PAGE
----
LITTLE ROCK — The first year of the 14-team SEC might have spoiled the upper-tier bowls with ties to the league.
A year ago, the Southeastern Conference produced six teams with 10 regular-season victories or more and the non-BCS sites must have been giddy with Georgia (Capital One), Texas A&M (Cotton), South Carolina (Outback) and LSU (Chick-Fil-A).
This year, three is my over-under on the number of SEC teams with 10 or more Ws. Still mathematically eligible to get to double digits are Alabama (9-0), Missouri (9-1) Auburn (9-1), A&M (8-2) and South Carolina (7-2).
Alabama will probably win all 12, but I like South Carolina and Missouri as next most likely to reach 10.
For the Gamecocks, that means sweeping their last three, including once-beaten Clemson in the season finale. Missouri must defeat Ole Miss or outscore Texas A&M to get to 10 and after seeing the Rebels against Arkansas, I like the Tigers’ chances in Oxford. Ole Miss could not run on Arkansas and Bo Wallace is not as good a passer as his 26-of-33 for 407 yards indicates.
Auburn has Georgia and Alabama and could lose both. A&M must win road games vs. LSU and Missouri and the game in Baton Rouge probably depends on whether the guys in purple and gold shake the Alabama-induced hangover. In LSU’s favor is an extra week to forget.
The upshot is that the Sugar Bowl must be quietly rooting for A&M or Missouri to win out and that some 9-3 teams will be high in the pecking order when the bowl picture comes together.
Teams that finish in the top four in the BCS are guaranteed a spot in a BCS bowl — 11-1 Florida was in New Orleans last year because of that rule — but it appears Alabama will be the only SEC team in the top four this year since No. 2 Florida State, No. 3 Ohio State and No. 4 Stanford are expected to win out.
If Alabama goes to Pasadena, the Sugar Bowl will have a priority pick of an at-large team since the SEC champion would be unavailable. In most cases, the Sugar would go for an SEC team. The options could include 10-2 Missouri coming off a season-ending loss, 9-3 A&M with a late-season loss, 9-3 LSU on a two-game winning streak, 10-3 South Carolina badly beaten in Atlanta, 9-3 Auburn with two straight losses and 9-3 Georgia on a five-game winning streak.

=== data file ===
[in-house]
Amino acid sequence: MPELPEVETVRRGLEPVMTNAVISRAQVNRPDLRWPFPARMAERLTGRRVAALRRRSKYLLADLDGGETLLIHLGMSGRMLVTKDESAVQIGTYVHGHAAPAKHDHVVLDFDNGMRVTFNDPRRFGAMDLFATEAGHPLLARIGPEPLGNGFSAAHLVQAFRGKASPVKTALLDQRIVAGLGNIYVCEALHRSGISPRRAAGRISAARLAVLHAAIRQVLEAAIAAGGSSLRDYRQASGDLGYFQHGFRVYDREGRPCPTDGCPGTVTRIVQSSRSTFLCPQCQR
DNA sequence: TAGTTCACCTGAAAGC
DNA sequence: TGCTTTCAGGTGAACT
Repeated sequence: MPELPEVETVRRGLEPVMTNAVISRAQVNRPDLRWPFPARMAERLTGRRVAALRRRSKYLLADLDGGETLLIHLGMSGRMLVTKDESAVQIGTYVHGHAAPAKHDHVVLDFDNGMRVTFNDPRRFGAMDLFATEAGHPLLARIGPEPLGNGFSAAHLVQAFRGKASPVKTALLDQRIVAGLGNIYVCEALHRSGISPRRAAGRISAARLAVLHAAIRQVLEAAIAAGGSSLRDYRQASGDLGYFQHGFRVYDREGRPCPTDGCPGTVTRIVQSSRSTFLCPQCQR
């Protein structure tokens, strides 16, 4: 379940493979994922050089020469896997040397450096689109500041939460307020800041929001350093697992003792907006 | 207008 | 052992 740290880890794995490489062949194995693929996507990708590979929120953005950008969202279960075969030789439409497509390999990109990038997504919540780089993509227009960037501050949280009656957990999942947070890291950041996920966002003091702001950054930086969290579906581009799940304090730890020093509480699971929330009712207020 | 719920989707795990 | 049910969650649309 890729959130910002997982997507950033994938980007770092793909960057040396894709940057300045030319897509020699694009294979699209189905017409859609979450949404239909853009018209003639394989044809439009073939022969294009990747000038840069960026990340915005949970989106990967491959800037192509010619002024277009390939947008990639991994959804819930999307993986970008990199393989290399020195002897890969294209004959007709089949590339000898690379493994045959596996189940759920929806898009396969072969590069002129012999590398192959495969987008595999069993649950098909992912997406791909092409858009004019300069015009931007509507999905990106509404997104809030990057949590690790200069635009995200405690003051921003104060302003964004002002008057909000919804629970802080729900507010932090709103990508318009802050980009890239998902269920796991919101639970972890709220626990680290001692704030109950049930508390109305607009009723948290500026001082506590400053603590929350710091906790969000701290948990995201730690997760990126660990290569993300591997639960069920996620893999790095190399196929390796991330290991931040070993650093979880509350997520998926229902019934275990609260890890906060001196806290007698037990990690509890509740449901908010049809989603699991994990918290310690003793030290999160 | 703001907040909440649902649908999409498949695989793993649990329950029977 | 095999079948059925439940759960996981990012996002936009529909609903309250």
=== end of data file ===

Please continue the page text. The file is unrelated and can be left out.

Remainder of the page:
Once the Sugar Bowl decides, the Capital One Bowl will choose. After that, the Cotton Bowl has first choice of teams from the Western Division and the Outback is to prefer an Eastern Division representative.
Assuming Alabama gets the opportunity to win its third national championship in four years, the SEC is unlikely to be able to fulfill ties with 10 other bowls. The final selection belongs to Shreveport which had hoped to match the SEC against the Atlantic Coast Conference on Dec. 31.
Ole Miss 34, Arkansas 24 made the Rebels the SEC’s eighth bowl-eligible team and officially eliminated the Razorbacks. Tennessee, Florida, and Mississippi State each need two more Ws and it’s 50-50 whether any of them succeed.
Tennessee’s task includes a must-win over in-state rival Vanderbilt. The biggest disappointment in the SEC, Florida is up against it with South Carolina and Florida State. With Alabama this week, the Bulldogs will have to defeat Arkansas in Little Rock and Ole Miss the next week. Strange as this sounds, Arkansas will be in a good spot to record its first SEC victory since the Bulldogs will have lost three in a row and the Razorbacks will have had an extra week to talk up pride and determine more ways to get the ball to Korliss Marshall.
Harry King is sports columnist for Stephens Media’s Arkansas News Bureau. His e-mail address is firstname.lastname@example.org.